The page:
Do you know about storks? -- To wonder why -- Wagon wheel -- Jella and the farmer -- Pier and Dirk and the cherry tree -- Eelka and the ancient wheel -- Auka and the tin man -- Lina and the upturned boat -- Wheel rim -- Wagon in the sea -- Storm and storks -- Wheel on the school -- Flotsam and Jetsam -- Tots in the tower -- Storks in the sea
"Six school children bring the storks (harbingers of good luck) back to their little Dutch village. (A story) written with dramatic power and a deep insight into the minds and hearts of children."--Booklist. Newbery Medal; ALA Notable Children's Book
May 10, 2020 Subject:
SUCH a Sweet Story!!
5 stars & 5/10 hearts. Oh my heart! What a lovely story!! This book was highly recommended to me by two good friends and I enjoyed it quite as much as I expected to. It is just such a sweet, adorable, heart-warming story, very humorous, well-paced and well-written. There were many instances of a euphemism being used, and some mentions of storks bringing luck, but that’s all. The characters were just so real and amazing—Janus was my favourite (and Jana is the perfect wife for him <33), but I loved the Teacher soo much too. And all the school children were delightful (Eelka is the best!!) and their families were too… and old Douwa, and Grandmother Sibble… <33 I loved the message of the story, and Eelka’s discovery, though a minor part, was just amazing. <33 This is a great family read-aloud as well as a lovely book for all ages.
A Favourite Quote: “‘Ah, yes, that’s all it is,’ the teacher said. ‘As yet! But there’s where things have to start—with a dream. Of course, if you just go on dreaming, then it stays a dream and becomes stale and dead. But first to dream and then to do—isn’t that the way to make a dream come true?’”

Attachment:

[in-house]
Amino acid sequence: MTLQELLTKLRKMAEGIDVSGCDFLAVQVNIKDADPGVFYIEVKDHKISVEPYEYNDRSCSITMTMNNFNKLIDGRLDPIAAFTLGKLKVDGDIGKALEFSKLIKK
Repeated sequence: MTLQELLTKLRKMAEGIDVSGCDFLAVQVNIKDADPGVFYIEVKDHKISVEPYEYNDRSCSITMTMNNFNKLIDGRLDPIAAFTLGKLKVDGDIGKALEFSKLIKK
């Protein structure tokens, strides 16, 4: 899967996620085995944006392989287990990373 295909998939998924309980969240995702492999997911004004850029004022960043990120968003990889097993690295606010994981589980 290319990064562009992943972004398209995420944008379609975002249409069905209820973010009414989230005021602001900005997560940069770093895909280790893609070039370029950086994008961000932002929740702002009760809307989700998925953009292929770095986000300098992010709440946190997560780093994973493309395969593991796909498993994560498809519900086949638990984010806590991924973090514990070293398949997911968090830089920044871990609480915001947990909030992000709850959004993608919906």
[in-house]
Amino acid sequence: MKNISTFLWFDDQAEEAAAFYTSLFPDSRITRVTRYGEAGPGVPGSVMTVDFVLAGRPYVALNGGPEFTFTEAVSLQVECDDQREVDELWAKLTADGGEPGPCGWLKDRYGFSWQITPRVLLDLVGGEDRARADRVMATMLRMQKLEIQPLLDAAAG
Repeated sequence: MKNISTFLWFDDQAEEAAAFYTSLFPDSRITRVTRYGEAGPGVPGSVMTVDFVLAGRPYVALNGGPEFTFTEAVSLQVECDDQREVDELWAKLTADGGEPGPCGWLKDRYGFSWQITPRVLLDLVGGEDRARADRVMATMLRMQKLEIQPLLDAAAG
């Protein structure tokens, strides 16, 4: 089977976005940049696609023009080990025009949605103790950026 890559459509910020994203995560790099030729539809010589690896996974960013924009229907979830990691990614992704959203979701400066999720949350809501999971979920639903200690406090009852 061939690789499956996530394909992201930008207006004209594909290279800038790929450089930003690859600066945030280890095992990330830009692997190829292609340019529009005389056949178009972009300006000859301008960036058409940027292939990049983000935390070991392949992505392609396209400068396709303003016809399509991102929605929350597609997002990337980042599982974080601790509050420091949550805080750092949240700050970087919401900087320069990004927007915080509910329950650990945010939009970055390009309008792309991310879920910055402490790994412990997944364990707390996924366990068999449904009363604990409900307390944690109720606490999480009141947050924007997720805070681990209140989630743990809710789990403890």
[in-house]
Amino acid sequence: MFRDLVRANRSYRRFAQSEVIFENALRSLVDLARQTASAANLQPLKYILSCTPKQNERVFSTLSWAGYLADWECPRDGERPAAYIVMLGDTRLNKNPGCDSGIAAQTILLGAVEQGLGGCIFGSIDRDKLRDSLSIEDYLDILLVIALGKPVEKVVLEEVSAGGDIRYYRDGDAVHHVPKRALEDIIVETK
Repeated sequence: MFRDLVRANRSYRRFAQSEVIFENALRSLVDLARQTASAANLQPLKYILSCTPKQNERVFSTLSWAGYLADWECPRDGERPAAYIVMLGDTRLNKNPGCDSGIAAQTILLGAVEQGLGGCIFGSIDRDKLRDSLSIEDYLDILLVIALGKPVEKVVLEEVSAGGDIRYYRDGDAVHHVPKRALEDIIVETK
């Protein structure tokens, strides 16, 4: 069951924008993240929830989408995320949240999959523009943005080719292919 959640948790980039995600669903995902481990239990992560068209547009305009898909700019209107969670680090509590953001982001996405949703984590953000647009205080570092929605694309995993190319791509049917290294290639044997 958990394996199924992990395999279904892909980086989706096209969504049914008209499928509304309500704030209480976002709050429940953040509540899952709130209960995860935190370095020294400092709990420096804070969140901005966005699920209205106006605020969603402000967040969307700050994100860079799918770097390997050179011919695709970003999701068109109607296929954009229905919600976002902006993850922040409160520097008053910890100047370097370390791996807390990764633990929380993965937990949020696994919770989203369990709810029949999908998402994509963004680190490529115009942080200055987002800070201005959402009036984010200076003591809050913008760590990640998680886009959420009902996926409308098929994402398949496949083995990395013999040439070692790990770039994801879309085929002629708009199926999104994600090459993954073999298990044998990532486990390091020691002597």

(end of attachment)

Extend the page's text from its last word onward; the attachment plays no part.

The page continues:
A Favourite Beautiful Quote: “‘For sometimes when we wonder, we can make things begin to happen.’”
A Favourite Humorous Quote: “Auka had even desperate enough to ask Grandmother Sibble if he might look through her caller.
“‘It’s no use, Auka,’ Grandmother Sibble had said. ‘I know exactly what’s in my old cellar—one crock of sauerkraut. I don’t keep tings down cellar any more; its too difficult for me to get down there. But I can’t stand the smell of sauerkraut, so there it is.’
“‘The teacher told us,’ Auka had said doubtfully, ‘to look where a wheel could be and where it couldn’t possibly be.’
“’Well, you’ve come to the right place,’ Grandmother Sibble had chuckled. ‘A wheel couldn’t possibly be in my cellar. But your teacher is right—that’s the only way to find things. So go ahead and look[.] And while you’re there will you carry the sauerkraut out into the back yard for me? It’s even beginning to smell through the floor.’”